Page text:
April is National Poetry Month!
Poetry has the power to open you up and suspend time, elevate you. It opens the door into the moment. It's too long a story to tell here, but suffice it to say that my life profoundly changed in 1997, and it was the poetry of Yeats, Rilke, Mary Oliver and David Whyte that provided me with an emotional path forward.
I'll be posting one poem every day here from "Raised In The Shadow", the book I wrote in Nashville when I put down my songwriting pen and picked up my carpenter's tool belt again; when writing a collection of poems felt not just important, but necessary.
It took a year and it wasn't until it was finished and I saw it in print that I understood I'd written an autobiography in 25 poems. Note: You can scroll to the bottom of this post to hear me read you the poem of the day.
To those who asked why he spent so much time re-writing his poems, Yeats wrote:
"The friends that have it I do wrong
Whenever I remake a song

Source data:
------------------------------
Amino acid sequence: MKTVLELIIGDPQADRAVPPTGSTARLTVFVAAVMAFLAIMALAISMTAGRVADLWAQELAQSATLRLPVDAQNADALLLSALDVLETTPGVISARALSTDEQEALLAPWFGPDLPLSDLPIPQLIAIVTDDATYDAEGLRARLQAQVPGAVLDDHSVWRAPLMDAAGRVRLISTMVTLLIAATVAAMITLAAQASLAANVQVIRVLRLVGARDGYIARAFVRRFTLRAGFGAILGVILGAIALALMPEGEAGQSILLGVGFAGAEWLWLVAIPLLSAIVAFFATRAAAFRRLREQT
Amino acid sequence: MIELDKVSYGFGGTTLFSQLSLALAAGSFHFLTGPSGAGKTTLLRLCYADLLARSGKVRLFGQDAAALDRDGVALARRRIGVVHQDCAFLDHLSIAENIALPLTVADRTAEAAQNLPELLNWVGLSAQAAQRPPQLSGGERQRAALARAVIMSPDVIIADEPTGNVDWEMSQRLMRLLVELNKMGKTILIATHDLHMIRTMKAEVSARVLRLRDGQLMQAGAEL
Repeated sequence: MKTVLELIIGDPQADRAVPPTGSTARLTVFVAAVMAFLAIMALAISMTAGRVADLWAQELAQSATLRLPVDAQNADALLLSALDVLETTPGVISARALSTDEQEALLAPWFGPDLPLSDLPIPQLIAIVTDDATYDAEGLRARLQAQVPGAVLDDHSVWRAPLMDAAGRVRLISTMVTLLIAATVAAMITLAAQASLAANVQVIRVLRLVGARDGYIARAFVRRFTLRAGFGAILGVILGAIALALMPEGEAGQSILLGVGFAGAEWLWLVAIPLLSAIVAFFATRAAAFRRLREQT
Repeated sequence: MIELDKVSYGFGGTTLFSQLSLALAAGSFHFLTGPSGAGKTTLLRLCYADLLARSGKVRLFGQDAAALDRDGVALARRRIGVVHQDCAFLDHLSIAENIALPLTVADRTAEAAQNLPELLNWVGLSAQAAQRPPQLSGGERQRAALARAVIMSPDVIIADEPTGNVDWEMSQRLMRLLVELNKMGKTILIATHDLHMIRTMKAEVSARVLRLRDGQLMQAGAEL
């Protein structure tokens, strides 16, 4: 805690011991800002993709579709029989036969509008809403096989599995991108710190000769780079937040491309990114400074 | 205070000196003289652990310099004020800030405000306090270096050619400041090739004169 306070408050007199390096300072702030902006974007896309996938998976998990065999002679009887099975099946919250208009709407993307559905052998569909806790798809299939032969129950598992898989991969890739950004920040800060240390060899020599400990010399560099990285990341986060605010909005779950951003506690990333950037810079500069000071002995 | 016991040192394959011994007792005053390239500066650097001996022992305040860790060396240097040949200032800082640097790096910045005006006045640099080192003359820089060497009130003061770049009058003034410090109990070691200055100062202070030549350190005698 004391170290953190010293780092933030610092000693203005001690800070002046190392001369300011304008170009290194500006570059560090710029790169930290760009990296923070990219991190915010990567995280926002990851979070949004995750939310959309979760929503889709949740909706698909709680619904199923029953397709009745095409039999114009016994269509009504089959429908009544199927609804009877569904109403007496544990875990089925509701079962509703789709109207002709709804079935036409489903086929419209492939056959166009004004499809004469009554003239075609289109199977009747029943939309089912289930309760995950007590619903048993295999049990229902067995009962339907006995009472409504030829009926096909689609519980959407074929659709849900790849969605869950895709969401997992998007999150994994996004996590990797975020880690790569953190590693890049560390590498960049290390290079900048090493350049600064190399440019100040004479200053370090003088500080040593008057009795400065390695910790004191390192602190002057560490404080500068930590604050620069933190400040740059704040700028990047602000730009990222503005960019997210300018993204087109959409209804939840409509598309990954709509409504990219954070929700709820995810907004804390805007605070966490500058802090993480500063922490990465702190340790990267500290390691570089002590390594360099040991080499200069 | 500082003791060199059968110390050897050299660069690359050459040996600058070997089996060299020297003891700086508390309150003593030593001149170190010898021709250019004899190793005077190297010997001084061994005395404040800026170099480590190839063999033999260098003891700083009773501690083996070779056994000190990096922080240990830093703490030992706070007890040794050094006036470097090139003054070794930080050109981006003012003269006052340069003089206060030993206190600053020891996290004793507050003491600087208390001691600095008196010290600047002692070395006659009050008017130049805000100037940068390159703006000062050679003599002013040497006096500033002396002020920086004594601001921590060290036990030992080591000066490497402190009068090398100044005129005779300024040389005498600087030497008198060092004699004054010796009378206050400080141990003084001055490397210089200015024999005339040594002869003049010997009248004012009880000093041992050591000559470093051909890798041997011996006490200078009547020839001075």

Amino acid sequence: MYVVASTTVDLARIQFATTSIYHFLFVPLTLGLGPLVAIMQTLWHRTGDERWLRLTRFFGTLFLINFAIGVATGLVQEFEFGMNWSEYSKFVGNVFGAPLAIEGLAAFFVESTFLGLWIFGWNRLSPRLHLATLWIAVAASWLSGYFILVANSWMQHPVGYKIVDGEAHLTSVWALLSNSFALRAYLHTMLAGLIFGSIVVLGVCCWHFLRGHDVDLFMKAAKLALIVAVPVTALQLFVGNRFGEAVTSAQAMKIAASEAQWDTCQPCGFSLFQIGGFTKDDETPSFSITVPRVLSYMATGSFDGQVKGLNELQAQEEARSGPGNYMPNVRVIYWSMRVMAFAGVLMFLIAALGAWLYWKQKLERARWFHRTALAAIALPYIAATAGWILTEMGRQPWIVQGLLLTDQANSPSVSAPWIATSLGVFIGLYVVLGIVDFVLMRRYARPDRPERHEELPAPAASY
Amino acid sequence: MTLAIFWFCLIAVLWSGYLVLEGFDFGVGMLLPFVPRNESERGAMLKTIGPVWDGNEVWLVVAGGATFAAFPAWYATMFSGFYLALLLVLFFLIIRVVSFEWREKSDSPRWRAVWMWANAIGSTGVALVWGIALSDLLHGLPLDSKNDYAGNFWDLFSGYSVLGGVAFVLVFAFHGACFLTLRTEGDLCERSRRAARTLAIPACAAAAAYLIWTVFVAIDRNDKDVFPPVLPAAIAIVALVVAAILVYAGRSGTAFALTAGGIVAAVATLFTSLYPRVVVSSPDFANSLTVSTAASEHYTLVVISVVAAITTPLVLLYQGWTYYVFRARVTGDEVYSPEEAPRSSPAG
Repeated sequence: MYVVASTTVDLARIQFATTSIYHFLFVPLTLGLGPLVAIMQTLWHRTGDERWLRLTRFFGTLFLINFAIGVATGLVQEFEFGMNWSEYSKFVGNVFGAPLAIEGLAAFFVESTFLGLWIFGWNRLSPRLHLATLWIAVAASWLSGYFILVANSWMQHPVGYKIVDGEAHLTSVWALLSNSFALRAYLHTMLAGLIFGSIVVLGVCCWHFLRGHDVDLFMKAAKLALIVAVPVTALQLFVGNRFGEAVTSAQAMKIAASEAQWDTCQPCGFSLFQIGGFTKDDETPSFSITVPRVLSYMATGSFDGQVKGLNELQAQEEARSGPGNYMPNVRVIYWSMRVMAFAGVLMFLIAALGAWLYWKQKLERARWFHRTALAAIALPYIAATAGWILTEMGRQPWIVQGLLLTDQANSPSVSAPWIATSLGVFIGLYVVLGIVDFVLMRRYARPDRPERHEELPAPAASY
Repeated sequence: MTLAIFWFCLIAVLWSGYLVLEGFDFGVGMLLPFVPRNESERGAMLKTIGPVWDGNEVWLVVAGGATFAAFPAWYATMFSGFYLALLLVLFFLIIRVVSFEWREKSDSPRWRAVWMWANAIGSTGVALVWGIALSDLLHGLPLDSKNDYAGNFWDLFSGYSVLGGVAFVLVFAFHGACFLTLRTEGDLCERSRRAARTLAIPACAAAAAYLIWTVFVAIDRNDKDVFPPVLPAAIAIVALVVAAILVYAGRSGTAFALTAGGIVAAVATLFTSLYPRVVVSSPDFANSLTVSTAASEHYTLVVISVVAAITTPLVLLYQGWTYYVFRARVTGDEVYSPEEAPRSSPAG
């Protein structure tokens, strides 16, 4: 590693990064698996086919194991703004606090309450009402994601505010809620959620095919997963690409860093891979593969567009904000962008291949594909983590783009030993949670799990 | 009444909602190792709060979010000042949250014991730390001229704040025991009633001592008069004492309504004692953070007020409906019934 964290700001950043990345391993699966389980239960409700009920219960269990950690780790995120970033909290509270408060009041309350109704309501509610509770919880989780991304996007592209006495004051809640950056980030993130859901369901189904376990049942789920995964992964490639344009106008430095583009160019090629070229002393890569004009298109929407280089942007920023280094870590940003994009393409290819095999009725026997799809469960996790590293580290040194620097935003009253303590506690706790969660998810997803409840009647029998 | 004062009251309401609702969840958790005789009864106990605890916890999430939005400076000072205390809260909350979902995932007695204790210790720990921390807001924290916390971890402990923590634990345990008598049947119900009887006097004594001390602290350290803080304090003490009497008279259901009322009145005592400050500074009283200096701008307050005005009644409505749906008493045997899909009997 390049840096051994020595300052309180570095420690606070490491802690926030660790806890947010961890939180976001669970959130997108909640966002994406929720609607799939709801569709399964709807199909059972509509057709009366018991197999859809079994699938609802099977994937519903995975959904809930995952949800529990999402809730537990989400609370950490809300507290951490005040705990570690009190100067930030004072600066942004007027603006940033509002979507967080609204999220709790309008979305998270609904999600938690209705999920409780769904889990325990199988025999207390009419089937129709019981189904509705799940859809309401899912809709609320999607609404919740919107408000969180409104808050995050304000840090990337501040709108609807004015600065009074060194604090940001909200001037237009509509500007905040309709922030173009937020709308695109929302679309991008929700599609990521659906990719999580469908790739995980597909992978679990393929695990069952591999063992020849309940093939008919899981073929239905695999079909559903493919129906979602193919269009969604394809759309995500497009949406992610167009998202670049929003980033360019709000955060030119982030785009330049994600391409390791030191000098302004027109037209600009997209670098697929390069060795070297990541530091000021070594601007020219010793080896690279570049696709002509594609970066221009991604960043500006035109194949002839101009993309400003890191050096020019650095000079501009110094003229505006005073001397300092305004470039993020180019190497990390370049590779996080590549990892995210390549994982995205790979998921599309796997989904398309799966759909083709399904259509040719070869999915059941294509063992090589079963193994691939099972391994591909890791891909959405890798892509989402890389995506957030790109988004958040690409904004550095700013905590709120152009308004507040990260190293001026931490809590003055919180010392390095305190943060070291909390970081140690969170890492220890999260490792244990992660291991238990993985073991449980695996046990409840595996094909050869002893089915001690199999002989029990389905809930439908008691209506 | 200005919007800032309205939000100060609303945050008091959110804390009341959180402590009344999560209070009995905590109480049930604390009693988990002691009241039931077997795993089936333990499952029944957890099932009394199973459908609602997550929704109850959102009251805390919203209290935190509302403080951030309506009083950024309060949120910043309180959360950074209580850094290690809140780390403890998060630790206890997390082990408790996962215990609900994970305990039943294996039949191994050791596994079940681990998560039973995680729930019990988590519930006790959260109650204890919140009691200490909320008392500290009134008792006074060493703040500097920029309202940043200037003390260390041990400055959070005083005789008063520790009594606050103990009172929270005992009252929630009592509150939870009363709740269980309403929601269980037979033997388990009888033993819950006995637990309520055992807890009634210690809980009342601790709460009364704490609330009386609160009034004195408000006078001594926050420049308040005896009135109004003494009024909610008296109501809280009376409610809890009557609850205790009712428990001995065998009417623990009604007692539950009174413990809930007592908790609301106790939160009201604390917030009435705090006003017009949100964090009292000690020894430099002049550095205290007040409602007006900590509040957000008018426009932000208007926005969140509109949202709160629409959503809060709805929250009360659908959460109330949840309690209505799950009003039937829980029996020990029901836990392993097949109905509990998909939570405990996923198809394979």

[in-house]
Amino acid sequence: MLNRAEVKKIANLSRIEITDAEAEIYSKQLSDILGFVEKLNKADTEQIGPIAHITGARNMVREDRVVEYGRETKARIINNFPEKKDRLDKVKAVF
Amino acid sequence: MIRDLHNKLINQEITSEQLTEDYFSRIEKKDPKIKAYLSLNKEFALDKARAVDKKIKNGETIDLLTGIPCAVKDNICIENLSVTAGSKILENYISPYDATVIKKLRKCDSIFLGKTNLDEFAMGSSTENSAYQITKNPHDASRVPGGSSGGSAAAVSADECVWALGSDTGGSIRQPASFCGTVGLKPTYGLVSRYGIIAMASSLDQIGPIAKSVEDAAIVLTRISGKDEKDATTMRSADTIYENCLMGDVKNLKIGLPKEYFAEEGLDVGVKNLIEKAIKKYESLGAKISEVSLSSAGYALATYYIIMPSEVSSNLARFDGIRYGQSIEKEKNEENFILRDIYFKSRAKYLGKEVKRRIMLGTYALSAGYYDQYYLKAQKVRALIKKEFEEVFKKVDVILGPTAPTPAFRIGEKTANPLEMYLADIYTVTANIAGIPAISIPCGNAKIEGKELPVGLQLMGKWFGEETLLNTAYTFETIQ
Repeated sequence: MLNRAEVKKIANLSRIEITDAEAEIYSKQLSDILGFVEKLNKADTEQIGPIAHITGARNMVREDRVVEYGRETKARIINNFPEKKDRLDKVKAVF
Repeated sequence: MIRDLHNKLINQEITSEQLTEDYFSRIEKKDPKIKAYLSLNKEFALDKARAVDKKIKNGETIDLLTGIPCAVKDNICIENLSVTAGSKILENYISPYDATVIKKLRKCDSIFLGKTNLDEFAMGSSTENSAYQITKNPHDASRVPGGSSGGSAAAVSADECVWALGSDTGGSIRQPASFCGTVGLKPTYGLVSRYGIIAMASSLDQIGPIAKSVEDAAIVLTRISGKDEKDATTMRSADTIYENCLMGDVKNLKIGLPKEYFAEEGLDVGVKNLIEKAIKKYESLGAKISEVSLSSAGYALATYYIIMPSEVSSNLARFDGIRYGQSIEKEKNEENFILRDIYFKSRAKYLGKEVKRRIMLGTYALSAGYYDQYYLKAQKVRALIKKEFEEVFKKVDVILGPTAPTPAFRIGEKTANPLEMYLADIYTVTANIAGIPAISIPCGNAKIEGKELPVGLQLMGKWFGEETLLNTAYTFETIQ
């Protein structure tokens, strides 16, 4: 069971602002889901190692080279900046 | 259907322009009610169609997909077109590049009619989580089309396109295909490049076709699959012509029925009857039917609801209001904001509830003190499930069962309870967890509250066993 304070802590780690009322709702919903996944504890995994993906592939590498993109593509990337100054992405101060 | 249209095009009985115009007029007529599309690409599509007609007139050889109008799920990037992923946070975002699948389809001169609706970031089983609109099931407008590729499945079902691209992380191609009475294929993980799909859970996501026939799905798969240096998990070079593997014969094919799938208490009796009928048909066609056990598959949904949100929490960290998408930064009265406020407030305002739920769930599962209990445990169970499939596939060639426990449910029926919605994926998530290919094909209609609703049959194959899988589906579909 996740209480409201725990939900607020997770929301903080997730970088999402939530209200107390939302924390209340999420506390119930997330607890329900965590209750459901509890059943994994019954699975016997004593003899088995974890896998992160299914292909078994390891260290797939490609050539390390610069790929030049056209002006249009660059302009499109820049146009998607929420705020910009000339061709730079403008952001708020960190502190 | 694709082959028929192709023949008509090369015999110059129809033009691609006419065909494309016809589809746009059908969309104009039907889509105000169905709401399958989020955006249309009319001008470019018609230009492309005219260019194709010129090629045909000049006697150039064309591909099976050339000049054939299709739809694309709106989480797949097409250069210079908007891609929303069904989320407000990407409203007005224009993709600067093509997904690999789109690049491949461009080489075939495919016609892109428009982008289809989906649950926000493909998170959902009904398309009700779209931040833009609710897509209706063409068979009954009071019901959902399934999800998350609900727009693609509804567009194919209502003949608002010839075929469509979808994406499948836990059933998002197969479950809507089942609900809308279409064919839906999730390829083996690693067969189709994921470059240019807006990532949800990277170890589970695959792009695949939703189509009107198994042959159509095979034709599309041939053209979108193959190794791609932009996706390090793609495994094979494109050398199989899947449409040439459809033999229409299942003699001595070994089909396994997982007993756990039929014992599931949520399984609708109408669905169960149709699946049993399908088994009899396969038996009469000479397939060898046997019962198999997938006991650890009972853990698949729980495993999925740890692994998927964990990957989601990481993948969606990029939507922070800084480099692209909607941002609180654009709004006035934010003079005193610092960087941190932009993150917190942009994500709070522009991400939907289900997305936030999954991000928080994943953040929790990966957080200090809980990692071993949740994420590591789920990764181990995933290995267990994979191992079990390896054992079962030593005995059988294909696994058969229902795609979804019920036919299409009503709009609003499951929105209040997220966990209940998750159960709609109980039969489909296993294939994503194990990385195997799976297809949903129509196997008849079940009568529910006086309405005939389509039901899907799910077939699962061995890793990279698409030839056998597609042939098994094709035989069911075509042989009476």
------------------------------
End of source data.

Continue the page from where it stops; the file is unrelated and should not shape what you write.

Should know what issue is at stake
It is myself I remake."
A good poem is a lightning bolt that comes at you at an unfamiliar angle (Emily Dickinson said to "Tell the truth, but tell it slant.") and suddenly you see something in an entirely different way, understand something that, in retrospect, seemed obvious, but you'd never understood it in quite that way before. It thrills me to know that it was often in the act of writing the poem that the poet is gifted with that sudden insight and often doesn't recognize it him/herself until reading the finished work!
Happy National Poetry Month my friends and on to today's offering. Father's Day is next month, so why don't I start with one about mine.
Once, as a young boy driving home with dad
in his old green work van, he sighed:
"You know son, sometimes I feel like
I want to just keep driving."
It was many years before I understood
his meaning: how job and family can
imprison a man behind the bars of
someone else's expectations.
A few hard highway miles of my own
behind me, I found myself mouthing
those words to my 10-year-old son.
In that moment, it felt like
the ends of a circle were joined,
a circle with an ancient circumference
on which each of us finds their place.
For me, it happened in a '77 Silverado
on a long stretch of I-40
headed west, into the sun.
Poetry has changed my life--- maybe it has had (will have?) that effect on you! Consider this: taking the time to read a few poems is a sure-fire antidote to the new 60-second TikTok mentality.
Click below to hear me read today's poem and I hope it inspires you find another poem or two to sprinkle into your day.
See you tomorrow!